Background. Pharmacological openers of mitochondrial ATP-sensitive potassium (mitoKATP) channels have been shown to mimic ischemic preconditioning (IPC) in both the brain and myocardium. We hypothesized that similar endogenous mechanisms exist in the spinal cord and that diazoxide, a potent mitoKATP opener, could reduce neurologic injury after aortic crossclamping in a model of spinal cord ischemia. Methods. The infra-renal aorta was cross-clamped in 45 male New Zealand white rabbits for 20 minutes. Control animals received no pretreatment. Diazoxide-treated animals were dosed (5 mg/kg) 15 minutes before cross-clamp. A third group underwent 5 minutes of IPC 30 minutes before cross-clamp. Two groups received KATP antagonists, 5-hydroxydecanoic acid (5-HD, 20 mg/kg) or glibenclamide (1.0 mg/kg), before diazoxide administration. Systemic hypotension was induced in a final group with excess isoflurane. Tarlov Scoring was used to assess neurologic function at 24 and 48 hours, after which, the spinal cords were procured for histopathological analysis. Results. Tarlov scoring demonstrated marked improvement in the Diazoxide group compared with control at 24 hours (p < 0.02) and 48 hours (p < 0.009). Moreover, no further neurologic injury occurred in this group at 7 days. IPC-treated animals showed neurologic improvement but were not significantly different from controls. Further, administration of glibenclamide was effective in antagonizing diazoxide's protective effect. Conclusions. Administration of diazoxide resulted in significant improvement in neurologic outcome in this model. This protective effect improved outcome at both early and late time points. Further, the antagonistic effect of glibenclamide implicates diazoxide's ATP-dependent potassium channel agonism as the mechanism of protection. Overall, this study suggests that diazoxide may be useful in the prevention of neurologic injury after thoracic aneurysm surgery.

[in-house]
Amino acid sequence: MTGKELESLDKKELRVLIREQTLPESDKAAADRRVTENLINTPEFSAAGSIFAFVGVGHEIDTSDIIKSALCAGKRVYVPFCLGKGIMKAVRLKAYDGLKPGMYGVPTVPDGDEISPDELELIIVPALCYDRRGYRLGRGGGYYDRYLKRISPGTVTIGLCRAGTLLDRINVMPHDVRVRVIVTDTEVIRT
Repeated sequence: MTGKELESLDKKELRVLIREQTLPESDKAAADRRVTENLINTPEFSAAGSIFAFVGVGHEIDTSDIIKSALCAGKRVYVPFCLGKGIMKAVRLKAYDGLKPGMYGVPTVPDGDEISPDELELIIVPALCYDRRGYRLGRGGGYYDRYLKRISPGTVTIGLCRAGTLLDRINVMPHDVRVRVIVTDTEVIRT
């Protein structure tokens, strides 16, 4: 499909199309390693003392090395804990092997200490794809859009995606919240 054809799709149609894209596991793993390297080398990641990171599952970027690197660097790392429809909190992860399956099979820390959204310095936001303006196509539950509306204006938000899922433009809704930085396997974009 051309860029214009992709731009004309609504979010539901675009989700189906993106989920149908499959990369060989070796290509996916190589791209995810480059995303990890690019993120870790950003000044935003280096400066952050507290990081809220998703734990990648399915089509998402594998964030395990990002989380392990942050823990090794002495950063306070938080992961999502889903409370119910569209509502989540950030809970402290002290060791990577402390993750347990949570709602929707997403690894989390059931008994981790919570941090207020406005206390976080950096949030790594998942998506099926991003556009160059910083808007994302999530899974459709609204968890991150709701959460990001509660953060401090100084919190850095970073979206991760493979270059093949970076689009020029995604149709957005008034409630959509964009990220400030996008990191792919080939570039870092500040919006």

ASJC Scopus subject areas
- Pulmonary and Respiratory Medicine
- Cardiology and Cardiovascular Medicine